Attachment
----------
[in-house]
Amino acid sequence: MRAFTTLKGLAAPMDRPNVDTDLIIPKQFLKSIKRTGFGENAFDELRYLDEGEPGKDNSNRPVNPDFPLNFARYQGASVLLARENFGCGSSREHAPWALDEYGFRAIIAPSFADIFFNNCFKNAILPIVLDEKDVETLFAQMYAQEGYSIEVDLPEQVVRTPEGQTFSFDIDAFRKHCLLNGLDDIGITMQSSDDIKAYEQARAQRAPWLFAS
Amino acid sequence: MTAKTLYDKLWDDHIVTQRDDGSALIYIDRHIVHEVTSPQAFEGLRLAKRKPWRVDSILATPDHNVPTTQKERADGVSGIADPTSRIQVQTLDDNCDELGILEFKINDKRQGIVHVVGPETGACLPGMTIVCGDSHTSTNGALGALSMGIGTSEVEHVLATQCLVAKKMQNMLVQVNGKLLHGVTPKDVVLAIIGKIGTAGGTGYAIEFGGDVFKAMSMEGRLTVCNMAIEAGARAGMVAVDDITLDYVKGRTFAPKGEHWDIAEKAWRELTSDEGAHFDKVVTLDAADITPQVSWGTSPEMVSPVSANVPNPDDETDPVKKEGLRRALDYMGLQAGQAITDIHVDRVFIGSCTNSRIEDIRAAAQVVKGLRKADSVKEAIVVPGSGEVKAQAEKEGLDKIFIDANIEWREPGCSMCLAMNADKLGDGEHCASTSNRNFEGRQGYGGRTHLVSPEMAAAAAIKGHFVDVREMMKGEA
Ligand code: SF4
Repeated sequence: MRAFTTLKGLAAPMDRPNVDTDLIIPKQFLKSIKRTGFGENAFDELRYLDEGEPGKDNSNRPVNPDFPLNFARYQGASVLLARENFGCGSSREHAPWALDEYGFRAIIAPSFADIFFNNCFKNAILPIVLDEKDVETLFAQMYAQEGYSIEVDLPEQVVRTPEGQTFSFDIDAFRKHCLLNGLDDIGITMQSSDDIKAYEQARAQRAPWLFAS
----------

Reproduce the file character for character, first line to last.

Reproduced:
[in-house]
Amino acid sequence: MRAFTTLKGLAAPMDRPNVDTDLIIPKQFLKSIKRTGFGENAFDELRYLDEGEPGKDNSNRPVNPDFPLNFARYQGASVLLARENFGCGSSREHAPWALDEYGFRAIIAPSFADIFFNNCFKNAILPIVLDEKDVETLFAQMYAQEGYSIEVDLPEQVVRTPEGQTFSFDIDAFRKHCLLNGLDDIGITMQSSDDIKAYEQARAQRAPWLFAS
Amino acid sequence: MTAKTLYDKLWDDHIVTQRDDGSALIYIDRHIVHEVTSPQAFEGLRLAKRKPWRVDSILATPDHNVPTTQKERADGVSGIADPTSRIQVQTLDDNCDELGILEFKINDKRQGIVHVVGPETGACLPGMTIVCGDSHTSTNGALGALSMGIGTSEVEHVLATQCLVAKKMQNMLVQVNGKLLHGVTPKDVVLAIIGKIGTAGGTGYAIEFGGDVFKAMSMEGRLTVCNMAIEAGARAGMVAVDDITLDYVKGRTFAPKGEHWDIAEKAWRELTSDEGAHFDKVVTLDAADITPQVSWGTSPEMVSPVSANVPNPDDETDPVKKEGLRRALDYMGLQAGQAITDIHVDRVFIGSCTNSRIEDIRAAAQVVKGLRKADSVKEAIVVPGSGEVKAQAEKEGLDKIFIDANIEWREPGCSMCLAMNADKLGDGEHCASTSNRNFEGRQGYGGRTHLVSPEMAAAAAIKGHFVDVREMMKGEA
Ligand code: SF4
Repeated sequence: MRAFTTLKGLAAPMDRPNVDTDLIIPKQFLKSIKRTGFGENAFDELRYLDEGEPGKDNSNRPVNPDFPLNFARYQGASVLLARENFGCGSSREHAPWALDEYGFRAIIAPSFADIFFNNCFKNAILPIVLDEKDVETLFAQMYAQEGYSIEVDLPEQVVRTPEGQTFSFDIDAFRKHCLLNGLDDIGITMQSSDDIKAYEQARAQRAPWLFAS